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“Why Poverty Research Matters”

Posted By Kevin R. Johnson, Nov 15, 2011

I recently had the honor of speaking at the inaugural reception of the UC Davis Center for Poverty Research.  This was a wonderful campus event with Congressman John Garamendi and Provost Ralph Hexter in attendance.

The gathering took place at the International House.  The theme of the event was “Why Poverty Research Matters.” 

Here are my remarks from the reception:

I am pleased to participate in this event to highlight the creation of the new Center on Poverty Research.  A bit of background seems in order.  In 1964, President Lyndon Johnson declared a “war on poverty.”  This was not long after the March on Washington and Dr. Martin Luther King’s famous “I have a dream” speech.  The “war on poverty,” which later faltered and officially ended in my mind with “welfare reform” in 1996, had a positive goal of eradicating poverty.  It was replaced with the “war on drugs” and later the “war on terror,” wars designed to quell evils rather than to bring about a positive public “good.”

Today, the United States faces growing problems of poverty and inequality.  The nation continues to experience the impacts of welfare reform, a floundering economy, more homelessness, and high unemployment rates.  It is important to recognize that pockets of poverty remained in California throughout the 1990s, when the well-heeled were doing quite well in the Golden State. The poor in places in places like Eureka, Redding, Woodland, Coalinga, Lemoore, Buttonwillow, and many other parts of the state remained poor.

With the “Great Recession,” we now see more poverty.  There is unrest in our cities.  Homelessness is on the rise.  Census data released today shows that the number of poor Americans hit a record 49 million in 2010, or 16 percent of the U.S. population.  The data showed poverty rates for the elderly, Asians and Hispanics higher than previously known.  Sadly, it is a good time for a new center on poverty research to refocus us all once again on eradicating poverty.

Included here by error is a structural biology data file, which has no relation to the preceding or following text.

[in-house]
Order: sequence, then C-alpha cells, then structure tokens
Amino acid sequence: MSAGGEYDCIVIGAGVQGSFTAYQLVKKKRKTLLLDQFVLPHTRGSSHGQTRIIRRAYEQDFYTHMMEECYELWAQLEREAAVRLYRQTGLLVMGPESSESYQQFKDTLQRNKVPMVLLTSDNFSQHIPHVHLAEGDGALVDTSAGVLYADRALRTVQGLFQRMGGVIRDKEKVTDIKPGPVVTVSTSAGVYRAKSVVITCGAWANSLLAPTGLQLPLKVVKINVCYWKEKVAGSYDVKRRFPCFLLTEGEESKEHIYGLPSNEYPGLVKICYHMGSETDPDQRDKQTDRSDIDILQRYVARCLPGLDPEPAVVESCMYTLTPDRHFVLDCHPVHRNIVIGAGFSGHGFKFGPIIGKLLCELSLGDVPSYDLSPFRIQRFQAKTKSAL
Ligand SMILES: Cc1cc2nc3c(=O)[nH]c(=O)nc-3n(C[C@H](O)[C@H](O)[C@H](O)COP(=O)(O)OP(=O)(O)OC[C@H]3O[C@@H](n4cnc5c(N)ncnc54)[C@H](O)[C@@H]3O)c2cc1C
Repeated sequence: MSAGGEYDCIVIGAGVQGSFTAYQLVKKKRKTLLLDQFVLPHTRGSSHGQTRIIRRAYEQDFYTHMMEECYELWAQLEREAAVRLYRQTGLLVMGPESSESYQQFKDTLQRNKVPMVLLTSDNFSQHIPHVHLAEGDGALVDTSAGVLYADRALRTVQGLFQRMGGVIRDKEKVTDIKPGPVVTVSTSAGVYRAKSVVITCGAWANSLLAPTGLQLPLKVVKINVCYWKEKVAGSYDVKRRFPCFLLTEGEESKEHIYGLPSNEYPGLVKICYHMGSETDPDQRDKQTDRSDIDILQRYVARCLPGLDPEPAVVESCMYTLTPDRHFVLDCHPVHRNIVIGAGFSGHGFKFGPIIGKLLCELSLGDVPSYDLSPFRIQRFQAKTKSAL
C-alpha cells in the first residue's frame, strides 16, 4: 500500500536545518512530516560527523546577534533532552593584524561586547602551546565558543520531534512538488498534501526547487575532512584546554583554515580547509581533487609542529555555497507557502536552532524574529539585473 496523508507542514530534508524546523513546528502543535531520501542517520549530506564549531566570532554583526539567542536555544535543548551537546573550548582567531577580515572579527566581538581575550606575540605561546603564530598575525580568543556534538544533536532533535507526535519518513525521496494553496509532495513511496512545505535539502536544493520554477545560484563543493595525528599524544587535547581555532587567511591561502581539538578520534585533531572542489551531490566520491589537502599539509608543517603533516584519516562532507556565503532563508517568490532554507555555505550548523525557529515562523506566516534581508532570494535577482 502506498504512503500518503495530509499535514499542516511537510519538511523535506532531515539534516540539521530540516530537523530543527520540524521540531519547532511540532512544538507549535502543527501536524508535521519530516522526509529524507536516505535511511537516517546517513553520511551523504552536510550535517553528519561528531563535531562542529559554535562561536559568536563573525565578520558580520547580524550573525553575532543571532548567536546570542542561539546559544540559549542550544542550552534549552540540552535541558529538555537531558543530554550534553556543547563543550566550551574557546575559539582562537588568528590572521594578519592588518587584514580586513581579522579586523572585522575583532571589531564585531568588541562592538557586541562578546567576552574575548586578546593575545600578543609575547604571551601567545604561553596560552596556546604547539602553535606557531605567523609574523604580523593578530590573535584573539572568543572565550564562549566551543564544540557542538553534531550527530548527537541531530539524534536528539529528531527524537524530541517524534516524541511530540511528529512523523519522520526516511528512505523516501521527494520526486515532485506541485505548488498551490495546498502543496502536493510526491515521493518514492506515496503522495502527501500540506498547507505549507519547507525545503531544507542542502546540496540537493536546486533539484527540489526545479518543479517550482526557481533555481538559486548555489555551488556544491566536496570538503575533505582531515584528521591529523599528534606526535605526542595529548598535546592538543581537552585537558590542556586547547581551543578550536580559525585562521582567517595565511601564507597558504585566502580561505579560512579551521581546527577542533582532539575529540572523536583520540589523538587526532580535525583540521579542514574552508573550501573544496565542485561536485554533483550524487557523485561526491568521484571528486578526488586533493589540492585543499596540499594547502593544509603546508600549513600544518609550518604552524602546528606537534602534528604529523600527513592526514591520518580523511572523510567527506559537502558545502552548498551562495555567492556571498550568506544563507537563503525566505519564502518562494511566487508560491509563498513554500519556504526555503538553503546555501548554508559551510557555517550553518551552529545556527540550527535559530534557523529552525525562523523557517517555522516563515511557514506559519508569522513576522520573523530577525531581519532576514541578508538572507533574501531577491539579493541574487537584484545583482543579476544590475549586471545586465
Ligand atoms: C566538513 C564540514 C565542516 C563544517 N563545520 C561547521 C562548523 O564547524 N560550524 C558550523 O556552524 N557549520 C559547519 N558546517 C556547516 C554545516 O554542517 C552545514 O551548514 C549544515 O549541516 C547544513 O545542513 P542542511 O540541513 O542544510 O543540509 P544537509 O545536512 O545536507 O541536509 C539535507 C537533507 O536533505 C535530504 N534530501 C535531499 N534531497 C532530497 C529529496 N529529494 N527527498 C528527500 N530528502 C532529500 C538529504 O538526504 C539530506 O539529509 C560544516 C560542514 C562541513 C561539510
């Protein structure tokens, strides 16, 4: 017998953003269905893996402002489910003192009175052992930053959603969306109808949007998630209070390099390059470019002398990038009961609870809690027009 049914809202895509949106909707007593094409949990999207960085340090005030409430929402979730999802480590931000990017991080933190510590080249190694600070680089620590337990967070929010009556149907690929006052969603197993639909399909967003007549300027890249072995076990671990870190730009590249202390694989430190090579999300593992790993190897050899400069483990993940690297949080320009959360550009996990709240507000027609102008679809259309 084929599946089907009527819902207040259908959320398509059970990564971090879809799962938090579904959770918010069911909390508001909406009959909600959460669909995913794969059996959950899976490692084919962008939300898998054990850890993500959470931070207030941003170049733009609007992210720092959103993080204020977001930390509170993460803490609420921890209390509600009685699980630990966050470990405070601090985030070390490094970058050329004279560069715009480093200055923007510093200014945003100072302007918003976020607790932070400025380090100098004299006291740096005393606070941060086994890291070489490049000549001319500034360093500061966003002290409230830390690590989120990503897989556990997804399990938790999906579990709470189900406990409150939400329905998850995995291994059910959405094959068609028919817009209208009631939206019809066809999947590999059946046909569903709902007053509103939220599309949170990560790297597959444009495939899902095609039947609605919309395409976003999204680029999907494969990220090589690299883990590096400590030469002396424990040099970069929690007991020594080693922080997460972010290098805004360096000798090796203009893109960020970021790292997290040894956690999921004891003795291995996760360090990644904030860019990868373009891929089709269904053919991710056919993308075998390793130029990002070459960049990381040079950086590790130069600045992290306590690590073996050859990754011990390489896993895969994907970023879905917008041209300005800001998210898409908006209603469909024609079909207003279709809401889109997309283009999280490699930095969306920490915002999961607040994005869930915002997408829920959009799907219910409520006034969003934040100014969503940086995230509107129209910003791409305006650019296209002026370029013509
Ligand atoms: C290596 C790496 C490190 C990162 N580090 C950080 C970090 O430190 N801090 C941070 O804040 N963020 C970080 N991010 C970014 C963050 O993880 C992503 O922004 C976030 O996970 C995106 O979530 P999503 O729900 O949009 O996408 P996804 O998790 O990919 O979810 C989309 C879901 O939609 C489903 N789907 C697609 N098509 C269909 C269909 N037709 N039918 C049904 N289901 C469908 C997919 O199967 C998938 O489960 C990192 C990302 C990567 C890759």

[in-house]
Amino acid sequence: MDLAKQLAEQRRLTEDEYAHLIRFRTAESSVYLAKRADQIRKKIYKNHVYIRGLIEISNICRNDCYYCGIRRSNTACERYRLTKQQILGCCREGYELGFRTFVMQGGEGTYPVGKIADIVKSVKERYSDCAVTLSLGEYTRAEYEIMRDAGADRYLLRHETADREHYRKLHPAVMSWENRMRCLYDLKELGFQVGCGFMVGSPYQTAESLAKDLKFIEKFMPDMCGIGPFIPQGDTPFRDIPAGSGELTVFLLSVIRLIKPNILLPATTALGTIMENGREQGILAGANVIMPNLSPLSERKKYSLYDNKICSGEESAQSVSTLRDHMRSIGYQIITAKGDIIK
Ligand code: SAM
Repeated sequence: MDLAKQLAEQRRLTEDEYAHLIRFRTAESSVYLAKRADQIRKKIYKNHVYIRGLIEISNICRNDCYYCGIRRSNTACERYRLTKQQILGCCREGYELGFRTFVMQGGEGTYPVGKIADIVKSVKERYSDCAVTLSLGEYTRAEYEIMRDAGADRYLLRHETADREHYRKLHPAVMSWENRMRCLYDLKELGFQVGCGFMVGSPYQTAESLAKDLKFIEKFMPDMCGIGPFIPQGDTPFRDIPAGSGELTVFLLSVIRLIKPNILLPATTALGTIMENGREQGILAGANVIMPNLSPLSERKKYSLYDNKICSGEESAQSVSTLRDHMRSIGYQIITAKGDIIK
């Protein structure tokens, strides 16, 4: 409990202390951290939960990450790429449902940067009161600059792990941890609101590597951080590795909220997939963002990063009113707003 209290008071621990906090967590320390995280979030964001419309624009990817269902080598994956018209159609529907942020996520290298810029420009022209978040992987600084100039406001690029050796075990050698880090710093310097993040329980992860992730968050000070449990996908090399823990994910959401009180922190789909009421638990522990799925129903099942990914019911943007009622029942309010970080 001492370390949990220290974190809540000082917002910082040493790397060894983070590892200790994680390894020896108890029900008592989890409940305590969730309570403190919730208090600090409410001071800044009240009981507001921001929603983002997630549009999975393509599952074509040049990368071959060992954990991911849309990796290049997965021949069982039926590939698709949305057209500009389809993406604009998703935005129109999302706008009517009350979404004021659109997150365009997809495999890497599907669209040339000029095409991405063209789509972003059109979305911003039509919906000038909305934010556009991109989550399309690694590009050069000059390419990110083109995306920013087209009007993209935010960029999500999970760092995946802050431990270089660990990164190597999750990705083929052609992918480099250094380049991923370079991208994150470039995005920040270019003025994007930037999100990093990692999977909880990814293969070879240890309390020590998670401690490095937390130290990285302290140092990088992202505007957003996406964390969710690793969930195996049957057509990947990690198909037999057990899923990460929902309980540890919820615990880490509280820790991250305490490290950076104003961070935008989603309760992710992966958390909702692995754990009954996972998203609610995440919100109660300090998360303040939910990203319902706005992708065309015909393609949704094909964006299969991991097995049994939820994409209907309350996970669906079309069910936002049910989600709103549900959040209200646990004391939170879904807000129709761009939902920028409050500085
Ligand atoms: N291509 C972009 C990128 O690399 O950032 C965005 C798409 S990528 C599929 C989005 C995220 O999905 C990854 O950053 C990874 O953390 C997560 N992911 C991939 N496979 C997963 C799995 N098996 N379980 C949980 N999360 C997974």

I bring two perspectives to bear on addressing the question “why poverty research” matters.  One vantage point is from my service as President of the board of directors of Legal Services of Northern California (LSNC), which provides legal assistance to poor and working people.  It is seeing a growing caseload and annual budget reductions.  LSNC has sought to bring attention to the racial diversity of the rural poor in the region with the Race Equity Project (  I am proud that many UC Davis School of Law alumni work for LSNC.  We also have many alumni at the California Rural Legal Assistance, CRLA Foundation, and other legal service organizations serving poor and working people in rural areas.

We often forget that the poor are everywhere in this state.  I was at a dinner in Orange County recently with our alum Chief Justice Tani Cantil-Sakauye of the California Supreme Court.  We heard from another alum who runs a legal service organization in Orange County, about poverty in the O.C., not often thought of as a haven for poor people.  There are poor people in Orange County.  There are homeless.  There are many poor Latinos and Asian Americans in Orange County.

Another perspective I bring to bear on poverty research involves immigration, an area of my research. A couple of years ago I wrote an article on the “intersection of race and class in immigration law.”  In that article, I made a number of points, including that: